Because, since, as, etc.
Since I am sick, I shall not go to office.
As you feel unwell, you should take rest.
- Showing Purpose : It is connected by conjunctions like
In order that, lest, that etc.
He worked hard in order that he might pass.
Work hard lest you should fail.
- Showing comparison: It is connected by conjunctions like
As….as, so…..as, than etc.
He is as wise as his brother.
She is not so beautiful as her sister.
She is more beautiful than her sister.
II Adjective Clause :
In case of adjective clause as subordinate clause in a complex sentence, it works as an adjective qualifying a noun or pronoun. For example
The house that I purchased is very beautiful.
The time when this shop opens is not known.
The book which I purchased is lost.
The place where he lives is very near.
The reason why he insulted her is not known.
This is the book that I purchased for you.
He is the person that can solve this sum.
III Noun Clause :
In case of Noun clause, a subordinate clause acts as a noun in a complex sentence. It is of following types :
- The Subject to Verb :
- Where she comes from is not known to me.
- Whether she passes or fails in the examination is not certain.
- Why she did not attend the office is a cause of concern.
- What she speaks is not true.
- When will she return is not known to me.
2. The Object to Verb :
3. The complement to Verb :
- The question is how he knew about it.
- Her belief is that her son is innocent.
- This is where I missed the chance.
- This was what she expected.
4. The object to Preposition :
- She is pleased with what you said.
- Act according to what he says.
- I have firm faith in what he says.
- All the people mocked at what she said.
5. In Apposition to a Noun or a Pronoun :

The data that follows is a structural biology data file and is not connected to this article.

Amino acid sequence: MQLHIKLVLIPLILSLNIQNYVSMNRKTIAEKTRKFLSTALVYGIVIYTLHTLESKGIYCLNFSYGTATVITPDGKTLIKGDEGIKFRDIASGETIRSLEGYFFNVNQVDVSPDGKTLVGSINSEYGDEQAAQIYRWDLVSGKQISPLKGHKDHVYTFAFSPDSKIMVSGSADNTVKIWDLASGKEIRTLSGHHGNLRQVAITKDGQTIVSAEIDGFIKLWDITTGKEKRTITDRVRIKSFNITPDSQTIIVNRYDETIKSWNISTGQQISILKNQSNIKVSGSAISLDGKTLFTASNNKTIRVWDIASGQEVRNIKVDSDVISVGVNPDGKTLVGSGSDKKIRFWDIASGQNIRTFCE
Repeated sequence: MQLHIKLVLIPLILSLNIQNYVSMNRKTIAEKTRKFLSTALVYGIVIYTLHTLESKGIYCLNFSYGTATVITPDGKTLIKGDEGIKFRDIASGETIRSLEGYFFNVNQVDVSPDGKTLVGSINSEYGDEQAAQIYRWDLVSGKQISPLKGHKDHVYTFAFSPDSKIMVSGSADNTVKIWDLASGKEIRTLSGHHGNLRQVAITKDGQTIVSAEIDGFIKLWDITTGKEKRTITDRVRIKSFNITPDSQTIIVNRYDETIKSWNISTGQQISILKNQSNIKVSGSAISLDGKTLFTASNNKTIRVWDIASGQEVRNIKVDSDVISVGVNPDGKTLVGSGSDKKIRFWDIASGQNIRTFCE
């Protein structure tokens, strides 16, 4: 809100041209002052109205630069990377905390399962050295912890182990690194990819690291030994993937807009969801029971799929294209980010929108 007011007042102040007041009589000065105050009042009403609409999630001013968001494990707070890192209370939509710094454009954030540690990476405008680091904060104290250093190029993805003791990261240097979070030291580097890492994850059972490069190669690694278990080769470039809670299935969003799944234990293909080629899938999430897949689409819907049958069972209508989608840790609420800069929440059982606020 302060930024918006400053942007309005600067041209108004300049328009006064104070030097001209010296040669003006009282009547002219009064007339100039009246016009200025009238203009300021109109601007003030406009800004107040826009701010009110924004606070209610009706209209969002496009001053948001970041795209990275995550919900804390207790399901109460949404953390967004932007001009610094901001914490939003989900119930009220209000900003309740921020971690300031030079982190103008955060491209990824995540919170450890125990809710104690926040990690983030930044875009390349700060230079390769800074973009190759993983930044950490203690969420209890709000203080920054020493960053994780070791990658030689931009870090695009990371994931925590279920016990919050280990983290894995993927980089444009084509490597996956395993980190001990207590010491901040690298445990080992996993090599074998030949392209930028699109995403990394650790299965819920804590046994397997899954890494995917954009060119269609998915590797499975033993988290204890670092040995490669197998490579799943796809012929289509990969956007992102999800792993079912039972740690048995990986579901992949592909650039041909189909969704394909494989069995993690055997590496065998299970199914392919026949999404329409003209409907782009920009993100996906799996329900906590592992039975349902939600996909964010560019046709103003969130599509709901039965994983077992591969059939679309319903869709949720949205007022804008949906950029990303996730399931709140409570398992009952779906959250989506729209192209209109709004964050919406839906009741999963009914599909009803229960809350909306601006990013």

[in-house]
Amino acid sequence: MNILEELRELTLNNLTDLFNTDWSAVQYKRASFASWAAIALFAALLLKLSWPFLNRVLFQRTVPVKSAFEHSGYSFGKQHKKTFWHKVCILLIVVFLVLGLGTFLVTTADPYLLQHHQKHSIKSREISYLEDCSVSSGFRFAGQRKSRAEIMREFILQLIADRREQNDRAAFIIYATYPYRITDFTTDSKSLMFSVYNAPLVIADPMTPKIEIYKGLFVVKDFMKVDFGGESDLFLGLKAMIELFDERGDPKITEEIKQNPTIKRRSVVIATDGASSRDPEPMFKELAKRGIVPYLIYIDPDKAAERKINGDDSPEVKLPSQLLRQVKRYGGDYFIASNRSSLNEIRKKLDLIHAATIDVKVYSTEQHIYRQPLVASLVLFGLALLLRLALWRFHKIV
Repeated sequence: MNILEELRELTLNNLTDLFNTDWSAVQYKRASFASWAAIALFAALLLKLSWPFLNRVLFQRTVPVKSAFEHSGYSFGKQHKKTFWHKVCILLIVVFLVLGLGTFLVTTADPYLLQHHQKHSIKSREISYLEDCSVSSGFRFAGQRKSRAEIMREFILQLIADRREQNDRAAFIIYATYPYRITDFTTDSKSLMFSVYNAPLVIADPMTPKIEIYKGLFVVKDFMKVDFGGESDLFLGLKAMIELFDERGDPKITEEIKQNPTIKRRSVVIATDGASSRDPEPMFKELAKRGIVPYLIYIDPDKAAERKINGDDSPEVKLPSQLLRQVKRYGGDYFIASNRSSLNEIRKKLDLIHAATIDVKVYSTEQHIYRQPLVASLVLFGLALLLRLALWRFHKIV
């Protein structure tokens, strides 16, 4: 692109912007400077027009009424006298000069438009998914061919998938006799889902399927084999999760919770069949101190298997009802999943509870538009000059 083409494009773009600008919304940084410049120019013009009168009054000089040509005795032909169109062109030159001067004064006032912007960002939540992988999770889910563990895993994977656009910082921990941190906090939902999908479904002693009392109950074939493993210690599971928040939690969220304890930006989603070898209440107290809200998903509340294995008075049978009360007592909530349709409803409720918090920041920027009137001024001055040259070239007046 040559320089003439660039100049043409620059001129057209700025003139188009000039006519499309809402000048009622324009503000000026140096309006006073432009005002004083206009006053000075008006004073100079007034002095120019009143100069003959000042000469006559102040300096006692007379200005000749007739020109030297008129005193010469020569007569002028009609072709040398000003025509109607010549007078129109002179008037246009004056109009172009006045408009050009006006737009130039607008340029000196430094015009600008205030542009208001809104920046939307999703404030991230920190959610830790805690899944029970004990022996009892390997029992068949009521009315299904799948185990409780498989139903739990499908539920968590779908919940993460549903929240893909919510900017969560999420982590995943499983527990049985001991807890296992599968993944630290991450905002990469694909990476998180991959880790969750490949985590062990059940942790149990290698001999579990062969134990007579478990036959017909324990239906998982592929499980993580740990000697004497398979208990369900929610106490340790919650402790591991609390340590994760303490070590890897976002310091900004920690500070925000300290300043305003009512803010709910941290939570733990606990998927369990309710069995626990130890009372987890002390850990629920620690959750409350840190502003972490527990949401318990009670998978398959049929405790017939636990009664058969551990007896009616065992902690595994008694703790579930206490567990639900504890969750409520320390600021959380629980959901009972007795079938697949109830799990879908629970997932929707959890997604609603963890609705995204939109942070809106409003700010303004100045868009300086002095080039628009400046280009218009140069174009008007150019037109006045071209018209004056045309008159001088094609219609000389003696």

- She proposed that we should accompany her.
- It is believed that honest is the best policy.
- It is bad that he is in the habit of drinking.
- You should accept that might is right.
COMBINATION OF TWO OR MORE SENTENCES
Combination of Two or More Simple Sentences to form one Simple Sentence
Two or more simple sentences can be combined together to form one simple sentence by one of following methods :
- By Using an Infinitive :
1. I am very happy. I know my result.
I am very happy to know my result.
2. He is going to his shop. He will return in the evening.
He is going to his shop to return in the evening.
3. He has enough money. He distributes money among the poor.
He has enough money to distribute among the poor.
4. You have very short time at your disposal. You should not waste time.
You have very short time at your disposal not to waste it.
2.By Using a Participle :
- He purchased a shop. He started his business there.
Having purchased a shop he started his business.
2. He felt sleepy. He went to bed.
Feeling sleepy he went to bed.
3. He anticipated danger ahead. He took refuge there.
Anticipating danger ahead, he took refuge there.
4. The child found himself alone. He started crying.
Finding himself alone, the child started crying.
3. By Using a Preposition with a noun or Gerund :
1.He worked hard. He succeeded in the examination.
By working hard he succeeded in the examination.
2. He helped the poor. He gave the poor money.
He helped the poor by giving them money.
3. The chairman emphasized his point of view. He cited many examples in his speech.
The chairman emphasized his point of view by citing many examples in his speech.
4. Our football team won the match. Our football team brought laurels to the college.
Our football team brought laurel to the college by winning the match.
4. By Using an absolute Phrase:
1. The sun set. It was dark all around.
The sun having set, it was dark all around.
2. It was very late. I did not go to attend the meeting.
I being very late did not go to attend the meeting.
3. It was a rainy day. We remained in doors.
It being a rainy day we remained in doors.
4. The cat was away. The mice started playing.
The cat being away, the mice started playing.
5. By Using a Noun or a Phrase in Apposition :
1.We visited our friend last Sunday. My friend is a prominent writer.
We visited our friend, a prominent writer, last Sunday.
2.His brother has sung many songs. His brother is a good singer.
His brother, a good singer, has sung many songs.
3. He jumped into the river. He did a brave act.
He jumped into the river- a brave act.
4. The deputy chairman presided over the meeting. He is second in command.
The deputy chairman, second in command, presided over the meeting.